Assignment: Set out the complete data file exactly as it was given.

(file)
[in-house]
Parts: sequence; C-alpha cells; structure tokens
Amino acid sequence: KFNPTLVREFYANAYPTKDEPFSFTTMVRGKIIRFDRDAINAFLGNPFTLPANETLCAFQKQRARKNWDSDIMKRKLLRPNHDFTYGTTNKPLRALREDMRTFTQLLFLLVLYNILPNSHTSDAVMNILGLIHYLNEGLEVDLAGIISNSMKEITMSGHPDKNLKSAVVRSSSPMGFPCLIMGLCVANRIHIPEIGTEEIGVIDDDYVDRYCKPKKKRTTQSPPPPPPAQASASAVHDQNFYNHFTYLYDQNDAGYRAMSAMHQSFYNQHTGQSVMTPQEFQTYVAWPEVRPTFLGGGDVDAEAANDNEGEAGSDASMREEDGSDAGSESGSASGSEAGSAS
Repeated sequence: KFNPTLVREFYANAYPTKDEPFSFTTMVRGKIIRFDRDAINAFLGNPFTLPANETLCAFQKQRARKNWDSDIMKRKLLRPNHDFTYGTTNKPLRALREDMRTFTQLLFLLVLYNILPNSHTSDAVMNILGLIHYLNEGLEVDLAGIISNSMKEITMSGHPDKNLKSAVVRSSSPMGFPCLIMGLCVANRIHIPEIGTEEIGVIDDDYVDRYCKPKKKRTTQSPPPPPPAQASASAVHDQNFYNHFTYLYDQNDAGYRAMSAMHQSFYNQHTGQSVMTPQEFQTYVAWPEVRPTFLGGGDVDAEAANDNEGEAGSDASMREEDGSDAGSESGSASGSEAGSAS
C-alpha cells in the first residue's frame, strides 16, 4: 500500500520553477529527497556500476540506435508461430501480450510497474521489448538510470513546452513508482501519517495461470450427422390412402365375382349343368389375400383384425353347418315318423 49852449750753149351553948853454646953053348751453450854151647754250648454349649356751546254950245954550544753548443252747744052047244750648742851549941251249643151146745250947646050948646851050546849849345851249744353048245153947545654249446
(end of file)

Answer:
[in-house]
Parts: sequence; C-alpha cells; structure tokens
Amino acid sequence: KFNPTLVREFYANAYPTKDEPFSFTTMVRGKIIRFDRDAINAFLGNPFTLPANETLCAFQKQRARKNWDSDIMKRKLLRPNHDFTYGTTNKPLRALREDMRTFTQLLFLLVLYNILPNSHTSDAVMNILGLIHYLNEGLEVDLAGIISNSMKEITMSGHPDKNLKSAVVRSSSPMGFPCLIMGLCVANRIHIPEIGTEEIGVIDDDYVDRYCKPKKKRTTQSPPPPPPAQASASAVHDQNFYNHFTYLYDQNDAGYRAMSAMHQSFYNQHTGQSVMTPQEFQTYVAWPEVRPTFLGGGDVDAEAANDNEGEAGSDASMREEDGSDAGSESGSASGSEAGSAS
Repeated sequence: KFNPTLVREFYANAYPTKDEPFSFTTMVRGKIIRFDRDAINAFLGNPFTLPANETLCAFQKQRARKNWDSDIMKRKLLRPNHDFTYGTTNKPLRALREDMRTFTQLLFLLVLYNILPNSHTSDAVMNILGLIHYLNEGLEVDLAGIISNSMKEITMSGHPDKNLKSAVVRSSSPMGFPCLIMGLCVANRIHIPEIGTEEIGVIDDDYVDRYCKPKKKRTTQSPPPPPPAQASASAVHDQNFYNHFTYLYDQNDAGYRAMSAMHQSFYNQHTGQSVMTPQEFQTYVAWPEVRPTFLGGGDVDAEAANDNEGEAGSDASMREEDGSDAGSESGSASGSEAGSAS
C-alpha cells in the first residue's frame, strides 16, 4: 500500500520553477529527497556500476540506435508461430501480450510497474521489448538510470513546452513508482501519517495461470450427422390412402365375382349343368389375400383384425353347418315318423 49852449750753149351553948853454646953053348751453450854151647754250648454349649356751546254950245954550544753548443252747744052047244750648742851549941251249643151146745250947646050948646851050546849849345851249744353048245153947545654249446